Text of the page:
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Government to hold pensions talks with Carillion

13 January 2018

The reported that ministers from across a number of departments met on Thursday to discuss Carillion's financial problems.

These include a new £745 million Aberdeen bypass and plans to extend platforms at Edinburgh Waverley station to make way for longer electric trains.

Carillion is also involved in two UK-wide Ministry of Defence contracts for facilities management that cover nearly 20 Scottish sites including Dreghorn Barracks in Edinburgh.

Sky News reported that the approach is part of a contingency plan by Carillion as talks continue with bankers.

A source said it had "dipped the toe" and "had conversations" with alternative developers and service providers.

Carillion PLC (LON:CLLN) shares dropped by almost 30% in late afternoon trading on reports that its lenders have rejected the embattled construction firm's business plan, and that it has lined up an accountancy firm as a standby administrator.

Unite assistant general secretary Gail Cartmail, said: "The Government must consider all options while the future of Carillion hangs in the balance, including bringing contracts back in-house".

United Kingdom shadow business secretary Rebecca Long-Bailey said: "The collapse of Carillion could provoke a serious crisis".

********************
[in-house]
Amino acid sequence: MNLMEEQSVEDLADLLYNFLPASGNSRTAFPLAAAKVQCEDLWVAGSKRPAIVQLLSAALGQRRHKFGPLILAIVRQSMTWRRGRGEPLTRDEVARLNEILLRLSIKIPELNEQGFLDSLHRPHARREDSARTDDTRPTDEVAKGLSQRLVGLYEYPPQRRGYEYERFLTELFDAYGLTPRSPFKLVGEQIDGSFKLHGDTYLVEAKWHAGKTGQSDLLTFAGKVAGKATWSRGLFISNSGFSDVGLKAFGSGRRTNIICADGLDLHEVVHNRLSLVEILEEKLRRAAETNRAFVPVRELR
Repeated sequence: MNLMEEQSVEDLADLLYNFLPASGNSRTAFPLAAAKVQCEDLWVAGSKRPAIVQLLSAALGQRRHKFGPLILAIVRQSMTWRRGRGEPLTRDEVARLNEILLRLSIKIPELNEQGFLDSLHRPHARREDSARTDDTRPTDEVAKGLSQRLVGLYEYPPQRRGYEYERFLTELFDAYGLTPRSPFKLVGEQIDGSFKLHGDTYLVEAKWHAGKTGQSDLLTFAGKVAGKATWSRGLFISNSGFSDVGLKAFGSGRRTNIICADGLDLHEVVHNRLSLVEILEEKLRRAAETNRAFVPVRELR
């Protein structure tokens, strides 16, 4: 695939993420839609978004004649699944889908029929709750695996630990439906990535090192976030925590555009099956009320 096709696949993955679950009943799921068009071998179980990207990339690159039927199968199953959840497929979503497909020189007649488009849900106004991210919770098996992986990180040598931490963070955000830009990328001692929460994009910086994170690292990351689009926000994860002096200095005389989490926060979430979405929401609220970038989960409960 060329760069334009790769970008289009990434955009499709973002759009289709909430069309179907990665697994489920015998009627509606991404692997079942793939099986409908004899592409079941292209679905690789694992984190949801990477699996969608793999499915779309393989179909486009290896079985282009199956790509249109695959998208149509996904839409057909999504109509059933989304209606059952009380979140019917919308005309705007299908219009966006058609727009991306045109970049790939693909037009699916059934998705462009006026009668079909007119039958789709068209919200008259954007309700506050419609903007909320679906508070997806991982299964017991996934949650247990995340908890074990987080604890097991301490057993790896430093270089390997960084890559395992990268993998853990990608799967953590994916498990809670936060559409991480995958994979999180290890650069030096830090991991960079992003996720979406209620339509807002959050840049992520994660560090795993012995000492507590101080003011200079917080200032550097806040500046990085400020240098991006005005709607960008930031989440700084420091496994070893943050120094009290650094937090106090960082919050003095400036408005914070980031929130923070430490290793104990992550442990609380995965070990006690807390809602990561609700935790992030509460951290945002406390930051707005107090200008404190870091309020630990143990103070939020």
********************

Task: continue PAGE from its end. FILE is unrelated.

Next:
Despite its being commissioned for a range of significant government and infrastructure contracts, Carillion is struggling under a £900m mountain of debt and a £590m pension deficit.

"The Government knows the disastrous consequences of a Carillion collapse so is doing all it can to avoid that happening".

The Tate Modern commissioned six artists whose work is intricately linked to the urban environment and unveiled the giant street art
Image The company also built the Tate Modern

"If the government is forced to institute a rescue package they need to also ensure that the supply chain is fully protected".

The Wolverhampton-based company - a major supplier to the Government and named among the firms awarded deals for the building of phase one of the HS2 rail line - is meeting lenders to discuss options to reduce net debt, recapitalise and/or restructure the group's balance sheet.

A spokeswoman for the government declined to comment on any specific meetings.

He said it was a "pretty messy situation", adding: "The situation is pretty bleak".

Transport Scotland said that Carillion had "no intention of withdrawing" from the AWPR project, and that the consortium delivering the route "remains committed to completing it in accordance with the contract". The long-awaited route is due to be finished this year following lengthy delays.

A spokesman for The Pensions Regulator said: "We have been and remain closely involved in discussions with Carillion and the trustees of the pension schemes as this situation has unfolded".

A spokeswoman for the Pension Protection Fund said it was "aware of the discussions between the company, government and banks and, along with the trustees and the Pensions Regulator, will act as it always does to protect the interests of Carillion scheme members and levy payers".

"Handing Carillion bosses a blank cheque bail out is completely unacceptable - company bosses should not be rewarded for failure with public money", it said in a statement.

Carillion also said turnaround proposals on the table were likely to cost shareholders.

Government to hold pensions talks with Carillion